Rupert Murdoch and his son James could face tough sanctions, including a jail term, if they repeatedly refuse to attend a select committee to answer questions over the phone-hacking scandal, MPs were told on Thursday although it is unclear whether ancient parliamentary sanctions could in practice be used.
Fury over the Murdoch’s decision to decline an offer to turn up for a culture select committee session next Tuesday prompted MPs to send the deputy serjeant at arms of the House of Commons to deliver a summons in person to compel the Murdochs to turn up to give evidence over the phone-hacking scandal.
But a leading constitutional expert has cast doubt on the idea that ancient constitutional powers could be used.
Trying to impose such infrequently exercised powers against a foreign national – in this case the Murdochs – is even less likely to be successful, according to Vernon Bogdanor, the former professor of government at Oxford University.
“My understanding is that as they are not British citizens no sanctions could be used against them,” he said. “They could leave the country.
“A British national could, in theory, be fined or imprisoned [if they defied the summons]. The authority would be in the standing orders of parliament but my hunch is that [the sanctions to enforce it have] fallen into desuetude [disuse].”
Rebekah Brooks, the chief executive of News International, agreed on Thursday morning she would attend, although she warned in a letter to the culture select committee that the police investigation into “illegal voicemail interception” meant that it would not be appropriate to discuss the details with MPs to avoid prejudicing the inquiry.
John Whittingdale, chair of the culture scrutiny panel, said committees had taken such steps against individuals in the past, and they had complied. “I hope very much that the Murdochs will respond similarly,” Whittingdale said.
MPs learned sanctions for contempt against the House could include a jail term as they demanded to know what could happen if the Murdochs also ignored the summons.
Commons leader Sir George Young said that if the pair were reported to the House for contempt they could face a public dressing down from speaker John Bercow or even imprisonment, although he stressed that he pointed out the sanctions “had not been used for some time”.
Pressed on whether a further refusal to appear may be reported to the House as a breach of privilege, Young said: “A select committee can make a report to the House if it’s believed a contempt has been committed.
“It is then a matter for you, Mr Speaker, to decide whether that should have precedence and it then gets referred to the committee on standards and privileges to take the matter further. A range of sanctions are available to the House for contempt. One includes you, Mr Speaker, admonishing somebody who appears at the bar, a responsibility I know you would discharge with aplomb. There are a range of other penalties including fines and imprisonment, but that has not been used for some time.”
Select committee experts though said that the powers to enforce attendance have been allowed to decay. A crucial passage in a report by the Commons’ standards and privileges committee on phone hacking in March specifically investigated the issue.
It concluded: “We suggest that the power to reprimand an offender in person at the bar of the House, though not used in recent times, should continue to be available.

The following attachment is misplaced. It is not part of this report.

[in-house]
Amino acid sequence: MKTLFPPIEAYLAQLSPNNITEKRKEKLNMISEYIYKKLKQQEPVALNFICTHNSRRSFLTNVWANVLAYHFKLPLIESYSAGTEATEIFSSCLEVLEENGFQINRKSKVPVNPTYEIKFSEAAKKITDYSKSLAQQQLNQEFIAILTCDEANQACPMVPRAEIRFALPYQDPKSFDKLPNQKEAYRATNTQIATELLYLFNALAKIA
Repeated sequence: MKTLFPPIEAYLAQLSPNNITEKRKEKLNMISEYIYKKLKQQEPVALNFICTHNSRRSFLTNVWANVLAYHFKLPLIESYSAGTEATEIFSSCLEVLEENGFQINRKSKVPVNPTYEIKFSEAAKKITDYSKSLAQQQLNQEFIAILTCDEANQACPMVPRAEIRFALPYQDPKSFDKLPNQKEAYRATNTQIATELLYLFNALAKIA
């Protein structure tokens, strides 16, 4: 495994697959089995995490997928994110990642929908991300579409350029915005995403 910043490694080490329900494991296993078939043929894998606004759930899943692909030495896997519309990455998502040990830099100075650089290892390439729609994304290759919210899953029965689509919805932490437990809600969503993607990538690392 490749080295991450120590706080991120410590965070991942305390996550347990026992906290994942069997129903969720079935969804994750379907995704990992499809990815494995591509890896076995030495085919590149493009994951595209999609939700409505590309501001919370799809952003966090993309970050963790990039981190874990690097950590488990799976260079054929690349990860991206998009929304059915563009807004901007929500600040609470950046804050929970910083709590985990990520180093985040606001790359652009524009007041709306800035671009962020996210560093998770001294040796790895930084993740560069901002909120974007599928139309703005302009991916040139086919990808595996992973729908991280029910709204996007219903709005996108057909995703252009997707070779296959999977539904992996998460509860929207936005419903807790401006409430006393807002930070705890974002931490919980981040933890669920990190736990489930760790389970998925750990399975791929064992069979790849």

“We recommend that measures to implement the recommendations of the joint committee that the House should lose its powers of imprisonment and should be given a statutory power to fine offenders be included in the draft privileges bill.”
Erskine May, the handbook of parliamentary convention, is the relevant authority, a select committee official maintained. “If someone is in the UK’s jurisdiction, they can be summoned,” she said. “It means the summons can be delivered in person.” Nationality is not relevant, she added.
The House of Commons is not believed to have fined anybody since 1666 and has not “committed anyone to custody”, apart from temporarily detaining them, since the 19th century.
The last time the Commons attempted to reprimand anyone at the bar of the House was in 1957 was when the Sunday Express editor John Junor was criticised after offending MPs by publishing an editorial accusing them of abusing their petrol allowances. “Such a sanction would now appear high-handed,” the recent standard and privileges committee report acknowledged.
In his evidence to the committee, Lord Nicholls warned the Commons that it lacked the necessary powers to deal with offenders. He said: “I find it very difficult to see how the House has any effective remedy here and I do wonder, going through with a full and thorough investigation, where it can lead. You can rap the editor of a newspaper over the knuckles and admonish him, which will not give him the loss of a wink’s sleep, but there is nothing else, as I understand it, that, effectively, you can do.”
The relevant passages of Erskine May are: “When a committee decides to summon a witness formally, the witness is summoned to attend the committee by an order signed by the chair. Failure to attend a committee when formally summoned is a contempt and if a witness fails to appear, when summoned in this manner, his conduct is reported to the House.
“… Foreign or Commonwealth nationals are often invited to attend to give evidence before committees … There is no record of foreign or Commonwealth nationals resident (temporarily or permanently) in the United Kingdom being formally summoned, but on the analogy of the process in courts of law, there would appear to be no bar to their being summoned if they are present within the jurisdiction of parliament.”
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